Question about Sequence[str]

I have a function like this

def f(arg: Sequence[str]):
    if isinstance(arg, str):
        raise TypeError("arg should be a sequance of str, not str")
    for string in arg:

If a str value is passed to this function, an error would raise.
However, the IDE would not mark this as error. Because, str is a kind of Sequence[str] indeed.

Expected result:

f("dummy") # should get a type-hint warning

f(["aaa", "bbb"]) # should be ok

class MySequence(Sequence):

f(MySequence("aaa", "bbb")) # should be ok

So how shall I type-hint this argument to solve this problem?

It is not possible to create a type hint like “Type A except subtype B”. Your only option is to create a union of the types you do in fact support, and optionally alias it.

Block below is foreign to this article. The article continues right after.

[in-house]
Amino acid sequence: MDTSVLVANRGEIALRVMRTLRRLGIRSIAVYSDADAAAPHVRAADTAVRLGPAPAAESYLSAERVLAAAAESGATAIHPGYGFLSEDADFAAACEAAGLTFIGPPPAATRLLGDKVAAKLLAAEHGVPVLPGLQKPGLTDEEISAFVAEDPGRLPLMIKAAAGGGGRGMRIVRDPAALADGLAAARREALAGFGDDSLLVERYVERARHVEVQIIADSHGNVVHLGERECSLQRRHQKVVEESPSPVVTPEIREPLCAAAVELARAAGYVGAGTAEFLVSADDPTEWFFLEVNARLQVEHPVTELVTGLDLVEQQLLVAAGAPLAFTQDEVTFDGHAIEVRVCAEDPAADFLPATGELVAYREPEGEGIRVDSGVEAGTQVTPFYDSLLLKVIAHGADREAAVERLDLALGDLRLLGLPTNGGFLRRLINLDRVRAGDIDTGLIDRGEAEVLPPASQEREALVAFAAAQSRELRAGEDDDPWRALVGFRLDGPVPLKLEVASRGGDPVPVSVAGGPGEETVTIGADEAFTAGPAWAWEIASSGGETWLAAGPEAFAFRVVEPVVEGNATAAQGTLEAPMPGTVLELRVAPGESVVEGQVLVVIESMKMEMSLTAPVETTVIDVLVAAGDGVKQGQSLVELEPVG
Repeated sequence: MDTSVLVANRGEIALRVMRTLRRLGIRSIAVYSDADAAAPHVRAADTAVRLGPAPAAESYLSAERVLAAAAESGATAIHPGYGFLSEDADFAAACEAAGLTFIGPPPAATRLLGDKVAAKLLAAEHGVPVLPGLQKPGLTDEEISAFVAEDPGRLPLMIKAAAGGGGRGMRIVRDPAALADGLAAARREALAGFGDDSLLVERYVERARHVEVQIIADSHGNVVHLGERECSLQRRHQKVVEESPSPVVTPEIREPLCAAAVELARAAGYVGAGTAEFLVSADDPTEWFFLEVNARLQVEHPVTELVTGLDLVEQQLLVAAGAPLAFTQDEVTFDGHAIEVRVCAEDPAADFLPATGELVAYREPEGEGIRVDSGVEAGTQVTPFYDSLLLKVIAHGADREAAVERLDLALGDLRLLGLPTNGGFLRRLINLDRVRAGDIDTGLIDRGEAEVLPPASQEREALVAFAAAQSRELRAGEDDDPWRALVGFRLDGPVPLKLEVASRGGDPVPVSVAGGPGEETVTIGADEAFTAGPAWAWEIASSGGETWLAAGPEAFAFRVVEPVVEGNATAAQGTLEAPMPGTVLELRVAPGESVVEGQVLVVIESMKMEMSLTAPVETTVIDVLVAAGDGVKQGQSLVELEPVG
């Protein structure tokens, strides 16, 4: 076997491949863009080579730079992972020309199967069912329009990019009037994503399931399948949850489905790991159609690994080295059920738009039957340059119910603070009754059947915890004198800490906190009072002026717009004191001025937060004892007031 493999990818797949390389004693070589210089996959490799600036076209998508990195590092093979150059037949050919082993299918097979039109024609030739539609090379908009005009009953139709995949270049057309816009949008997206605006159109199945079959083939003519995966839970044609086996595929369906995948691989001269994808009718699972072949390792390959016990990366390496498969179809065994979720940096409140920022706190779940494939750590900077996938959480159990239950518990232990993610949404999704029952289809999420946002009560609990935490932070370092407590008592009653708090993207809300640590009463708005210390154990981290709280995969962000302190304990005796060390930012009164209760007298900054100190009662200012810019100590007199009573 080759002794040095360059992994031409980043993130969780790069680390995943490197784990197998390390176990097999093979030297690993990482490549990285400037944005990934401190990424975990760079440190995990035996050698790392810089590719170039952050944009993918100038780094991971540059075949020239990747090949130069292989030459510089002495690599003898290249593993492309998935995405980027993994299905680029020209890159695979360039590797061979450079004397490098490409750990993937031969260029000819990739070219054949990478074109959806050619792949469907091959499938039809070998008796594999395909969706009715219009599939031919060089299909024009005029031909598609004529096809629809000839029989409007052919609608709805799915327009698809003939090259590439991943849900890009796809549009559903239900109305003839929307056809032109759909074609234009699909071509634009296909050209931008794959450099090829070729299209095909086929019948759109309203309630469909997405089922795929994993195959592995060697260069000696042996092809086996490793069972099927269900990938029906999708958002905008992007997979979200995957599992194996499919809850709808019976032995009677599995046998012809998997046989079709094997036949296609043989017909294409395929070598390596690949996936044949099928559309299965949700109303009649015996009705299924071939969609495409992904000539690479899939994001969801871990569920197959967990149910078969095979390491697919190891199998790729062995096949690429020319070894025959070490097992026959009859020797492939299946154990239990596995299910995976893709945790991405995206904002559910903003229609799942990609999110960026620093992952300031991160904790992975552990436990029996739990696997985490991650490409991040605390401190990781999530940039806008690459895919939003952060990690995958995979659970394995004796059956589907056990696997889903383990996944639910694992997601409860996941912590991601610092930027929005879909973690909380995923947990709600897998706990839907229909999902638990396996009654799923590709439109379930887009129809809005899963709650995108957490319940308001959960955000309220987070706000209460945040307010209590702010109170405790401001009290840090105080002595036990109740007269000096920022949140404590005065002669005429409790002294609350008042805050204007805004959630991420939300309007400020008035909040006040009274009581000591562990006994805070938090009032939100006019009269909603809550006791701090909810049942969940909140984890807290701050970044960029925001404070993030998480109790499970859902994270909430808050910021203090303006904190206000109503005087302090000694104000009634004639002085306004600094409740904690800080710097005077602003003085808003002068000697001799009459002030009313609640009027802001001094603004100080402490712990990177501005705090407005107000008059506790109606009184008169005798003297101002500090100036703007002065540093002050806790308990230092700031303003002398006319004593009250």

In your case, a Sequence can be one of list, tuple, str, range, bytes, bytearray or memoryview. The only Sequence[str] types that make sense are list[str] and tuple[str], so why not use list[str] | tuple[str]?

Edit: Sorry, I missed that you wanted to create your own Sequence type. In that case, create an alias for a union of list, tuple, and your own type:

SupportedSequence = list[str] | tuple[str] | MySequence[str]

def f(arg: SupportedSequence):

Note that tuple[str] means “a tuple of length 1, where the sole element is of type str”. You’ll usually want to use tuple[str, ...] (meaning “a tuple of arbitrary length, where all elements are of type str”) rather than tuple[str].

1 Like

TIL. Is the same true for list[str]?

No – tuple is a very special type in Python. See the “Annotating tuples” section of the typing docs for more details :slight_smile: